Saturday, February 23, 2008

I'm Sorry, Ollie . . .

Stan Laurel and Oliver Hardy are two of the most endearing comedy teams of all time. Their bumbling antics combined physical humor and lines delivered with the kind of timing & expression that can only come from professional comedians.

Mid way through their adventure, the dialogue would almost invariably include Oliver saying "This is another fine mess you have gotten us in" to which Stanley would reply, "I'm sorry Ollie."

It looks like the folks at Health Care for America have come up with another grand idea that fails to address the root issues.

Supposedly their plan "would cover 99.6% of Americans and save more than $1 trillion in health care costs over the next 10 years."

Well that's impressive.

So how do the propose to save $1 trillion?

The initiative calls on employers, individuals and the federal government to share responsibility for providing affordable, high-quality health insurance.

Sounds great.

How is it made affordable and how is "affordable" defined?

I especially love the part about the federal government "sharing" in the responsibility.

So who is really paying the freight on this?

Employers, which means their customers are actually paying in to this system.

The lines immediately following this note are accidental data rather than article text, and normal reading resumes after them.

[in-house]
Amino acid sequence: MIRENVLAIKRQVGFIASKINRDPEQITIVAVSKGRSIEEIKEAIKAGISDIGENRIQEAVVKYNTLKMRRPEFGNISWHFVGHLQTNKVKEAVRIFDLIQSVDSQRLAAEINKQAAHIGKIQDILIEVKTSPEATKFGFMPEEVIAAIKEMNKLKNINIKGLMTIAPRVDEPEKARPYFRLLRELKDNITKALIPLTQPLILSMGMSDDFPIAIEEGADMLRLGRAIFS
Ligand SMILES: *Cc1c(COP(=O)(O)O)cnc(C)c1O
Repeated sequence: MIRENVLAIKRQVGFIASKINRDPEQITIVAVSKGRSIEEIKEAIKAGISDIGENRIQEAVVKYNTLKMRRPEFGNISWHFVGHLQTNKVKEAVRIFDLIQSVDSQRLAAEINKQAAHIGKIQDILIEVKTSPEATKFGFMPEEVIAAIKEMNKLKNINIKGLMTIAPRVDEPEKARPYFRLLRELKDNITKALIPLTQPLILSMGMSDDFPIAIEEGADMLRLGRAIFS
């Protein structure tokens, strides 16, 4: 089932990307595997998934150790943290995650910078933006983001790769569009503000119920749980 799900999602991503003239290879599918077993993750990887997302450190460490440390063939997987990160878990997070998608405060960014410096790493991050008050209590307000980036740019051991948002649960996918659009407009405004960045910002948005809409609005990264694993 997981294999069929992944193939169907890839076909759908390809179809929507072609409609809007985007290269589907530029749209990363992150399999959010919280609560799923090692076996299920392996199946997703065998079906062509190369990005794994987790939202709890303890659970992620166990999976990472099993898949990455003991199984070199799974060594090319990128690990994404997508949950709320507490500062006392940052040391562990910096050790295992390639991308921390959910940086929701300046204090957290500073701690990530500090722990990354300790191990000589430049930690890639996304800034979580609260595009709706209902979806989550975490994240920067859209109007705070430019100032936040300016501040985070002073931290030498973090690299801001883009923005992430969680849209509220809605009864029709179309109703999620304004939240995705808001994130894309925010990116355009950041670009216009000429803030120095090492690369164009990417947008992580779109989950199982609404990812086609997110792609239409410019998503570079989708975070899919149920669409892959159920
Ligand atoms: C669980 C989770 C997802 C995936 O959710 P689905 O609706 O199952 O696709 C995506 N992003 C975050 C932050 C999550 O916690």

Customers include taxpayers.

Individuals will also "share".

And individuals count as taxpayers.

Then we have the federal government's share.

Which is funded by . . . taxpayers.

So in other words, this new plan is funded by taxpayers.

The government would administer Health Care for America as it currently runs Medicare, offering people a choice between a public insurance plan and a range of private insurance plans.

As it currently runs Medicare . . .

Does anyone who pontificates on these new plans really understand how Medicare works?

I doubt it.

Medicare is an under-funded, high utilization plan that rearranges the deck chairs by shifting more of the cost to the beneficiaries and medical providers. Every year the folks at Medicare decide what will be covered, what will not be, and how much they will pay. In many situations providers who accept Medicare beneficiaries must be willing to accept lower reimbursements than the year before.

How is this such a great system?

The biggest issue is this. How is all of this going to control the underlying cost of health care?

This scheme proposes a different way of funding health care without addressing the underlying cost of medical inflation.

Well this is certainly another fine mess . . .
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